Named for the German mathematician Felix Klein who studied infinity, the Klein bottle can be described as a one-sided topological surface with no inside or outside. Bonner manifests it as a sphere with a hole that is a continuation of an attached U-shaped tube, making the interior surface continuous with the exterior. It is a physical representation of an abstraction and Bonner was drawn to the form before he started to explore its theoretical basis.
Other works in this 1992 series also illustrate this topological description. For example, Inverted Bottle is apparently a sphere pierced by a tube at one end. The tube and sphere, however, are a single surface, the tube rising from the interior as a continuation of the skin of the sphere. If one could tug on it, the sphere would, theoretically, be pulled into the tube, turned inside-out and destroyed. This possibility may not be readily apparent and for Bonner who disavows any interest in topology per se, it is the form that remains paramount. As Van Siclen writes, Bonner is “an artist whose fascination with science and mathematics is always firmly grounded in the traditions of craftsmanship and sculptural form.”
Bonner’s commitment to craftsmanship contributes to his clear articulation of form. This allegiance to meticulous execution derives from his undergraduate days at the Philadelphia College of Art. “It was a very ’60s philosophic approach, that everything was important”, explains Bonner. “The back of a brooch was just as important as the front.”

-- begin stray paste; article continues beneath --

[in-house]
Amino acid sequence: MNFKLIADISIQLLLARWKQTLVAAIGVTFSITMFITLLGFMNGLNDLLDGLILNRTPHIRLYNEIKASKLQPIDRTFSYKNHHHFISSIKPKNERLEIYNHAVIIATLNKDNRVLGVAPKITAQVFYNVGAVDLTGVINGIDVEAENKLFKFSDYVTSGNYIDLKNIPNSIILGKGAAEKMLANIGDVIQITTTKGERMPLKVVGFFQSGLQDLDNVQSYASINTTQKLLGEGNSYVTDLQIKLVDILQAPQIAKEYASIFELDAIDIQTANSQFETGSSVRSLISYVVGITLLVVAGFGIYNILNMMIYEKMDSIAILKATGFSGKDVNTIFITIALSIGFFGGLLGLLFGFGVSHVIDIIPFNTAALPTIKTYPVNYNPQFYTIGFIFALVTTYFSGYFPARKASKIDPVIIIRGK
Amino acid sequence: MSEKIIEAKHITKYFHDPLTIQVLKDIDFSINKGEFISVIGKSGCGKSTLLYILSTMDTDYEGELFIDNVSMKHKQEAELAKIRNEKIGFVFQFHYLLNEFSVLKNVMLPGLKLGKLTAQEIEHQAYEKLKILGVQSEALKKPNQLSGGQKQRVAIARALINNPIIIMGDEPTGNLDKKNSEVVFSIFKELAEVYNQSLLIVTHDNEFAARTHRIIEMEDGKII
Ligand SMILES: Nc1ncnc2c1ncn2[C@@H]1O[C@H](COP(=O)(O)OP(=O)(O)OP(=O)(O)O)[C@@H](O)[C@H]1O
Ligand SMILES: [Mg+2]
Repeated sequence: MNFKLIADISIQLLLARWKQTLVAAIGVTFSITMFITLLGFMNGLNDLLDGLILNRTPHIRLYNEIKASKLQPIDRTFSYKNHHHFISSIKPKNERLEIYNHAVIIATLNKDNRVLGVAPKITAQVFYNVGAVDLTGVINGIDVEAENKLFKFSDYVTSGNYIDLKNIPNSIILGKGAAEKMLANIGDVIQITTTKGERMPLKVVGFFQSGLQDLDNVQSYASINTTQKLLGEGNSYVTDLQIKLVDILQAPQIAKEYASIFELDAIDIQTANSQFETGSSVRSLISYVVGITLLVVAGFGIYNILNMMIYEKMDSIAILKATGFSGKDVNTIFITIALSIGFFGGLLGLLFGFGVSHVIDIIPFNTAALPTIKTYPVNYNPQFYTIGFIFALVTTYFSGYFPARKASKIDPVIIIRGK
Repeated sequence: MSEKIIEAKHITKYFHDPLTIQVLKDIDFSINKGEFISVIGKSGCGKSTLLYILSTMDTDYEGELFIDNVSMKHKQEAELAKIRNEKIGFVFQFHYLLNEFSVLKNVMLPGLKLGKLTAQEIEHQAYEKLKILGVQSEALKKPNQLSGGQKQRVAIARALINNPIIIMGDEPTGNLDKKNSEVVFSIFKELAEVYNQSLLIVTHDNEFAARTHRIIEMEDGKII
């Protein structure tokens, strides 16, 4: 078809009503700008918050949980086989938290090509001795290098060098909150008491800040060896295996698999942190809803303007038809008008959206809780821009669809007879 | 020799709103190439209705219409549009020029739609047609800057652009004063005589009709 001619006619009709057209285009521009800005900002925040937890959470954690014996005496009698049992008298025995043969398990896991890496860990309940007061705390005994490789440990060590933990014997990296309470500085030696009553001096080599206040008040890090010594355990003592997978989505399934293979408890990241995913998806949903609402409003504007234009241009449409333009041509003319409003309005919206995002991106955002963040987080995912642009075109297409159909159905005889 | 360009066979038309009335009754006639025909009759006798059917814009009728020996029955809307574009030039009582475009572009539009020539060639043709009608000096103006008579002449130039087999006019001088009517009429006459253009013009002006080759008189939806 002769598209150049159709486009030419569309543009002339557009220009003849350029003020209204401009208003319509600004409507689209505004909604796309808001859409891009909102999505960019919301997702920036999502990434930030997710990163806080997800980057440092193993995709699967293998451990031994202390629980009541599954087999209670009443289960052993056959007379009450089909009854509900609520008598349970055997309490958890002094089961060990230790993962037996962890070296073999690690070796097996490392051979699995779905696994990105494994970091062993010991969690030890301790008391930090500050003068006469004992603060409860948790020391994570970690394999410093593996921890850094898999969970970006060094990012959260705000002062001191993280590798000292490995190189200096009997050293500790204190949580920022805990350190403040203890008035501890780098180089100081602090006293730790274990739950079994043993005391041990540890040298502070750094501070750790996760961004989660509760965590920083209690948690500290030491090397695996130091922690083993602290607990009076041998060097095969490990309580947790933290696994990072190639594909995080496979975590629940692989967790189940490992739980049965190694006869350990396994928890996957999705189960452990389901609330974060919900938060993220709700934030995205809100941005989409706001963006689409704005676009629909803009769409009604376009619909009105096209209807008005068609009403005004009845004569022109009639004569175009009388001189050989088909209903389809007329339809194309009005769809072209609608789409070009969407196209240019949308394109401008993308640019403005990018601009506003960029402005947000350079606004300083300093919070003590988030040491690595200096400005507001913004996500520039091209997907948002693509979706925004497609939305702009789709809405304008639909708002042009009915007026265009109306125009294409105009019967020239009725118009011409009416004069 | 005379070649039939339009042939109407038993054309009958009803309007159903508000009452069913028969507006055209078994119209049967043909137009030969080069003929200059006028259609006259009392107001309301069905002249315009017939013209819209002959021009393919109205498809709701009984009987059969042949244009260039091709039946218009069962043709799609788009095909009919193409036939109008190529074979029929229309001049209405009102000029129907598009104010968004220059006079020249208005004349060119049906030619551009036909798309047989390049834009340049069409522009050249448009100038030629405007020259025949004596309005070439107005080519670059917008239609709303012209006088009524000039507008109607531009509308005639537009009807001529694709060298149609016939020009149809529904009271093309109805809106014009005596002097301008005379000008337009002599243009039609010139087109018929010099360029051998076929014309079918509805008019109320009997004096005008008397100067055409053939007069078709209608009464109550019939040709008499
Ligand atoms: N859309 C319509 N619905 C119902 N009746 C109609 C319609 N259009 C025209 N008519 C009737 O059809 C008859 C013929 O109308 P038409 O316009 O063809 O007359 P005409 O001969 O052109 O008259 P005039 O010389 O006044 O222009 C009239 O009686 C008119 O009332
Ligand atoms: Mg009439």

This attitude has shaped his work and perhaps rendered it unfashionable in today’s art world, something that does not concern Bonner at all. He is very persuasive in his advocacy of fine craftsmanship: “It took cons for people to figure out how to craft various different materials, how to work various different materials. In one way it’s appropriate to take advantage of that body of knowledge. The other thing is that to approach the nature of a material, the more skills you are aware of in working, the more you can take advantage of the material. To ignore it, for me, misses an opportunity. I’m not talking about overkill as in finish. What I’m trying to say, the more skills you have, the more, the wider, the better opportunity you have to get at the essence of the material.”
Metal is his material of choice, but he started his undergraduate career focusing on wood. Unlike many artists, he did not grow up knowing what he wanted to be. Bonner came to it in his late teens and at least partially because he had friends in art school. His principle teacher was Dan Jackson and he credits him with instilling a desire for perfectionism: “He demanded a lot and no matter what you did, he always wanted more. There was something about that experience that was tremendously beneficial.”